The Tennessee Valley Authority is reshuffling its executive staff to help change the way the utility stores its fly ash and upgrade TVA’s engineering support for all of its power plants.
The changes announced Thursday will put new leaders in charge of the utility’s biggest power operations in Chattanooga and realign management duties for cleaning up the ash pond spill at the Kingston Fossil Plant.
Preston Swafford, formerly head of TVA’s coal operations, will become TVA’s nuclear chief in charge of overseeing one of the nation’s largest fleets of nuclear reactors. Mr. Swafford, a former Exelon Corp. executive who joined TVA in 2006, replaces Bill Campbell as senior vice president of nuclear operations. Mr. Campbell is being moved to a new position overseeing engineering operations in both TVA’s fossil and nuclear divisions.
John McCormick, senior vice president of fossil operations, will replace Mr. Swafford as head of operating the coal and gas-fired plants at TVA.
Anda Ray will be the project executive for the environmental remediation of the Kingston site, responsible for the overall scope and recovery strategy and public interaction. Bob Deacy will be the construction executive for the recovery at Kingston as well as ash and gypsum remediation efforts at all TVA coal plants.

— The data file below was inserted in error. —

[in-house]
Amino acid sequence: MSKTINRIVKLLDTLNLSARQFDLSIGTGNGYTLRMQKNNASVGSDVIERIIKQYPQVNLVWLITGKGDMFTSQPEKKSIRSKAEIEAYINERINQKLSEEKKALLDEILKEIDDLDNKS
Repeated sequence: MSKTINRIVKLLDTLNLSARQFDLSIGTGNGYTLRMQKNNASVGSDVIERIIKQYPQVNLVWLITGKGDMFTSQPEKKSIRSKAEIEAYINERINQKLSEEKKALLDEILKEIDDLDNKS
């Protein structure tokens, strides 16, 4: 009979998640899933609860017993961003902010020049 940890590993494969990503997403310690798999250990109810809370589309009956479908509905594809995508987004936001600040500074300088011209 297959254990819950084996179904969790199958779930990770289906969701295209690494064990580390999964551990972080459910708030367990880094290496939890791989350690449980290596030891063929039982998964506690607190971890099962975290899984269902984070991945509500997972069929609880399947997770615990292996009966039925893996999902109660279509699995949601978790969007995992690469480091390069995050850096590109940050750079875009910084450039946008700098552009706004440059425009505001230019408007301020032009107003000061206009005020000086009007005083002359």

In a memo to TVA employees Thursday, TVA President Tom Kilgore said the ash spill three days before Christmas in Kingston required the utility staff to make an unexpected recovery effort that initially cost nearly $1 million a day.
“As we have moved through the initial six weeks after the incident, we have to look at the longer-term project management issues,” he told employees.
The Dec. 22 breach of an ash pond impoundment in Kingston spilled 1.1 billion gallons of ash and muck over 275 acres of Roane County property, including parts of the Emory River. The accident is one of the biggest industrial spills in U.S. history and has sparked calls from some members of Congress for utilities to abandon wet ash storage ponds similar to what TVA uses at Kingston and five other coal plants.
TVA is still preparing plans for how it will remove the spilled ash from the river and nearby lands at the Kingston Fossil Plant and how it might alter fly ash storage at other coal plants, TVA spokesman John Moulton said.
Mr. Kilgore will discuss TVA’s cleanup plans with the TVA board next Thursday during a meeting at the utility’s Knoxville headquarters.
The TVA president said the changes made Thursday are designed to establish project management for the Kingston recovery effort, strengthen TVA engineering overall under Mr. Campbell and ensure continued leadership of TVA’s major operations.
As part of the corporate realignment, Mr. Campbell, the current nuclear chief, will become the senior vice president in charge of all TVA fleet engineering.
“One of our goals is to improve the focus and execution of engineering across the TVA system,” said Bill McCollum, TVA’s chief operating officer.
Mr. McCollum also praised Mr. Swafford, who has a strong nuclear background over the past two decades and “is an excellent fit” to replace Mr. Campbell.